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It’s the 17th century. You’re throwing a dinner party but you need something extra that shows off how rich and trendy you are. Naturally, you seek to rent a pineapple. The night of the dinner party soon arrives. The pineapple is placed atop its specially made stand at the centre of the table. You brush away a rogue maggot. The pineapple has started to rot a bit. Hopefully no one will notice… or try to eat it of course. Otherwise you’ll be forced to pay the full value of roughly £5,000!

A spiky discovery

Originally native to South America, the pineapple eventually spread to Central America, Mexico and the Caribbean islands. The first (recorded) European to come across one was Christopher Columbus in 1493, during his 2nd voyage to the Caribbean. Columbus’ voyages were being sponsored by Queen Isabella I and King Ferdinand II of Spain, so he brought one home to the Spanish court. It wasn’t long until wealthy Europeans were captivated by the pineapple’s exotic appearance and sweet taste. 

The origin of the word ‘pineapple’ (etymology)

The Latin and scientific name for the pineapple is ‘ananas comosus’. The first record of the word ‘pineapple’ being used in English dates back to 1398, although the term was originally used to describe what we would recognise as pine cones.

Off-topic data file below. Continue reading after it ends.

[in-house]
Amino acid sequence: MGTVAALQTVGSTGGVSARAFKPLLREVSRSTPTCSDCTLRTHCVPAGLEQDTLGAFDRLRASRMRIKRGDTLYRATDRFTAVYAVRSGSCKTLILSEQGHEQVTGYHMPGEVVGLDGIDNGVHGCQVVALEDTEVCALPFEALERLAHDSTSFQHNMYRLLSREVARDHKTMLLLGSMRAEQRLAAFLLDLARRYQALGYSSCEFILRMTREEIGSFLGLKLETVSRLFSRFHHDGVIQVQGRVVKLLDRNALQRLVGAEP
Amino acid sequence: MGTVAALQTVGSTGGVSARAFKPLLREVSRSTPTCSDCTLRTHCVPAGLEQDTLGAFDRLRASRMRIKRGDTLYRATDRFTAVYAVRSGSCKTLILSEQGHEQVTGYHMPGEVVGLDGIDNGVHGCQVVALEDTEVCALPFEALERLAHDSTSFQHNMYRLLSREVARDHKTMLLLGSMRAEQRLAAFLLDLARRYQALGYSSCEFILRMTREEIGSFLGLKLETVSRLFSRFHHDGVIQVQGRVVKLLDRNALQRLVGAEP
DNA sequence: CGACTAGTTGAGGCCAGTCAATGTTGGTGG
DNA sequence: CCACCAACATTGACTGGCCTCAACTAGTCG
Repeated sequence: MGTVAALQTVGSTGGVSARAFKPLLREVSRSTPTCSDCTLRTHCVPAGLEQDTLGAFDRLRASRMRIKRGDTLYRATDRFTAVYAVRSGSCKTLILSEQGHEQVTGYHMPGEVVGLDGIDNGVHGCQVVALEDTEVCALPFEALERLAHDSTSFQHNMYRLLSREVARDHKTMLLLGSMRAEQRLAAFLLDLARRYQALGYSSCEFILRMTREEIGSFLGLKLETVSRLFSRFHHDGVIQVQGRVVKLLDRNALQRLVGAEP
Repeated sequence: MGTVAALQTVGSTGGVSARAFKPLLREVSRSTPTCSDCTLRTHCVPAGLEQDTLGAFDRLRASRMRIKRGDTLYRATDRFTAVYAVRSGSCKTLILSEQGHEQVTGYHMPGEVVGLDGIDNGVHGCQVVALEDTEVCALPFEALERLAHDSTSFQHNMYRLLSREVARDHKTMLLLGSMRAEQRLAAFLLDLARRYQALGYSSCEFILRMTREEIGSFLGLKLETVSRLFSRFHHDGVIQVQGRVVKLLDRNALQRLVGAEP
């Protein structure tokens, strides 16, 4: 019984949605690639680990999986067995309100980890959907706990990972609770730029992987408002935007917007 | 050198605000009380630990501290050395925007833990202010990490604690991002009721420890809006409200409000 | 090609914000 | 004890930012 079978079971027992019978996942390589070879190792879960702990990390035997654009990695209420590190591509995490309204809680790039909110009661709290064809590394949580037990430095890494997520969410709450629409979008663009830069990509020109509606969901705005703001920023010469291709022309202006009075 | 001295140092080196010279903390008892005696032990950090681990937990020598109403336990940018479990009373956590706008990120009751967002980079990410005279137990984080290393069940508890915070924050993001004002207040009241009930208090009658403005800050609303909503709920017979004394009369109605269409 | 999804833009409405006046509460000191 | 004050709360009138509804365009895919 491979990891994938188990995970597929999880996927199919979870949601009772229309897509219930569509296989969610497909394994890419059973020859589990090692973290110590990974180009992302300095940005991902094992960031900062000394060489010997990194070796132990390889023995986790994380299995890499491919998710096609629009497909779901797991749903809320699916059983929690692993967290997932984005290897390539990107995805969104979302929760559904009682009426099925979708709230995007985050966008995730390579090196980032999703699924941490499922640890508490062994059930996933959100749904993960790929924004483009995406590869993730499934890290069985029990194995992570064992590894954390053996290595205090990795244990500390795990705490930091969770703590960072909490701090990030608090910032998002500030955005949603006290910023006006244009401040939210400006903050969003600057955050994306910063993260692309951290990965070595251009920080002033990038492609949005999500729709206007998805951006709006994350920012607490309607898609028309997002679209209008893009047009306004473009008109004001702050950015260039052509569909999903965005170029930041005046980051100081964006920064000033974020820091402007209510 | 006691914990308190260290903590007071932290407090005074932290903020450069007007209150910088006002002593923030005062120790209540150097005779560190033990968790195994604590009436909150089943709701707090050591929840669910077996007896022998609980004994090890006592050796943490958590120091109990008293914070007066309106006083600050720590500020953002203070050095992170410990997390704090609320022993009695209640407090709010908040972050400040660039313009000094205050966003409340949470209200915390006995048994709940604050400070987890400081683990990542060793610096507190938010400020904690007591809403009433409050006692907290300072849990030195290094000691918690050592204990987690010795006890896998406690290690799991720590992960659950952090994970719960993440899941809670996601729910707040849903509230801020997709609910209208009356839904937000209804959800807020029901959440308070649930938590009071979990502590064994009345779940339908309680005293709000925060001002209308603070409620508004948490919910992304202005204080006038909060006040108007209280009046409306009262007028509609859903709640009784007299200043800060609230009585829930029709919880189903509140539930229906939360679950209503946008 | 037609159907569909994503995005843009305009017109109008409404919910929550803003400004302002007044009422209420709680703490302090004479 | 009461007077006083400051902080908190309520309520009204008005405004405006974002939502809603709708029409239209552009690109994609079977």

When Europeans started to encounter the fruit from the 1660s onwards however, they started to call them pineapples too because of their rough, spiky resemblance. The name stuck, and the term ‘pine cone’ had to be invented to replace the original meaning of the word ‘pineapple’.

Charles II being presented with a pineapple by his gardener John Rose (1677)

Rent a pineapple!

Pineapples were famously difficult to transport and often spoiled during the long voyage across the Atlantic. Due to their rarity, the fruit became a symbol of luxury during the 16th and 17th centuries. Because pineapples were so pricey, the well to do class turned to renting them for the evening instead, and purely for decoration. Demand for pineapple-themed goods soon exploded, from teapots, ewers (a type of decorative jug) and jelly moulds, to ornately carved clocks, bookends and paintings.

Pineapples in architecture

To have a pineapple adorning your mantlepiece or dining table came to represent wealth and good taste. The pineapple also became a popular motif of baroque and neoclassical architecture, appearing everywhere on carriages, stonework, gates and railings. You can even see pineapples atop the Western Towers of St. Paul’s Cathedral in London. Most impressive though perhaps, is the giant stone pineapple of Dunmore House in Falkirk, Scotland built in the 1780s by the Earl of Dunmore (above).

My hot house is bigger than yours

By the Georgian era, efforts to grow pineapples en-masse and within Europe were underway. Huge glass hot houses were invented with complex heating systems that warmed the air and soil. This created the ideal environment for pineapples to grow. 

During the 19th and 20th centuries further advancements in transportation and agriculture made pineapples more accessible to the general public. The development of canning techniques pioneered by James Dole in Hawaii revolutionised the pineapple industry, making it a widely available and popular fruit across the globe today.